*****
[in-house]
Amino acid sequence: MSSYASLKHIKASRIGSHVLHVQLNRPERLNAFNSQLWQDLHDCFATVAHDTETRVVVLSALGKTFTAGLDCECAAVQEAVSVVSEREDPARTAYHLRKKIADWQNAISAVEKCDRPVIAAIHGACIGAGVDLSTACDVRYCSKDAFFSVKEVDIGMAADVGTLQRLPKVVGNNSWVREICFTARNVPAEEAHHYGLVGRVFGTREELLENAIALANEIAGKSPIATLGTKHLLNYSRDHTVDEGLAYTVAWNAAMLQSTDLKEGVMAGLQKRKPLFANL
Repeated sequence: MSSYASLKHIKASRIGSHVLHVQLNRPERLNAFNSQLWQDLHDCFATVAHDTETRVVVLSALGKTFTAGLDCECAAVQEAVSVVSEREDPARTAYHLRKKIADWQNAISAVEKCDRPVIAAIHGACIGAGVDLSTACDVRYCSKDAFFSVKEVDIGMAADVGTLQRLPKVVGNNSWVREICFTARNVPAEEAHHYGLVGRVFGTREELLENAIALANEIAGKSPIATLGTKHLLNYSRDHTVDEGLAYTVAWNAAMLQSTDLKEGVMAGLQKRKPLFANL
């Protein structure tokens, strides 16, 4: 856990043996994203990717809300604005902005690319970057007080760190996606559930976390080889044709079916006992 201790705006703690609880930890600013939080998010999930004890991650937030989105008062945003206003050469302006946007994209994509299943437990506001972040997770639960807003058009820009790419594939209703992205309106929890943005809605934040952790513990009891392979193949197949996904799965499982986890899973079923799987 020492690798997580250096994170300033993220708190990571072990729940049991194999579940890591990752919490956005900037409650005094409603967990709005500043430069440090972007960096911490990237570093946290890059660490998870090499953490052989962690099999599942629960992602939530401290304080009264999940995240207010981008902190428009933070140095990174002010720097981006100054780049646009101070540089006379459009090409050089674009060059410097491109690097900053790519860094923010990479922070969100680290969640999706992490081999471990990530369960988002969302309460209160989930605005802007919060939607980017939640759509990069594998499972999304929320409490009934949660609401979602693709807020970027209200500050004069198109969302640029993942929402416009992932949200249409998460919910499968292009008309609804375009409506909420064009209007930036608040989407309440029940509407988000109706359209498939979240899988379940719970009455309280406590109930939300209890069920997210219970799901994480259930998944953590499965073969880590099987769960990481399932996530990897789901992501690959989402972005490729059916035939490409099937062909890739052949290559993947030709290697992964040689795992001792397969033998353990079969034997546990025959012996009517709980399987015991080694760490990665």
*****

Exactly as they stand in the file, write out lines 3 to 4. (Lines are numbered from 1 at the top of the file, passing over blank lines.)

Repeated sequence: MSSYASLKHIKASRIGSHVLHVQLNRPERLNAFNSQLWQDLHDCFATVAHDTETRVVVLSALGKTFTAGLDCECAAVQEAVSVVSEREDPARTAYHLRKKIADWQNAISAVEKCDRPVIAAIHGACIGAGVDLSTACDVRYCSKDAFFSVKEVDIGMAADVGTLQRLPKVVGNNSWVREICFTARNVPAEEAHHYGLVGRVFGTREELLENAIALANEIAGKSPIATLGTKHLLNYSRDHTVDEGLAYTVAWNAAMLQSTDLKEGVMAGLQKRKPLFANL
């Protein structure tokens, strides 16, 4: 856990043996994203990717809300604005902005690319970057007080760190996606559930976390080889044709079916006992 201790705006703690609880930890600013939080998010999930004890991650937030989105008062945003206003050469302006946007994209994509299943437990506001972040997770639960807003058009820009790419594939209703992205309106929890943005809605934040952790513990009891392979193949197949996904799965499982986890899973079923799987 020492690798997580250096994170300033993220708190990571072990729940049991194999579940890591990752919490956005900037409650005094409603967990709005500043430069440090972007960096911490990237570093946290890059660490998870090499953490052989962690099999599942629960992602939530401290304080009264999940995240207010981008902190428009933070140095990174002010720097981006100054780049646009101070540089006379459009090409050089674009060059410097491109690097900053790519860094923010990479922070969100680290969640999706992490081999471990990530369960988002969302309460209160989930605005802007919060939607980017939640759509990069594998499972999304929320409490009934949660609401979602693709807020970027209200500050004069198109969302640029993942929402416009992932949200249409998460919910499968292009008309609804375009409506909420064009209007930036608040989407309440029940509407988000109706359209498939979240899988379940719970009455309280406590109930939300209890069920997210219970799901994480259930998944953590499965073969880590099987769960990481399932996530990897789901992501690959989402972005490729059916035939490409099937062909890739052949290559993947030709290697992964040689795992001792397969033998353990079969034997546990025959012996009517709980399987015991080694760490990665």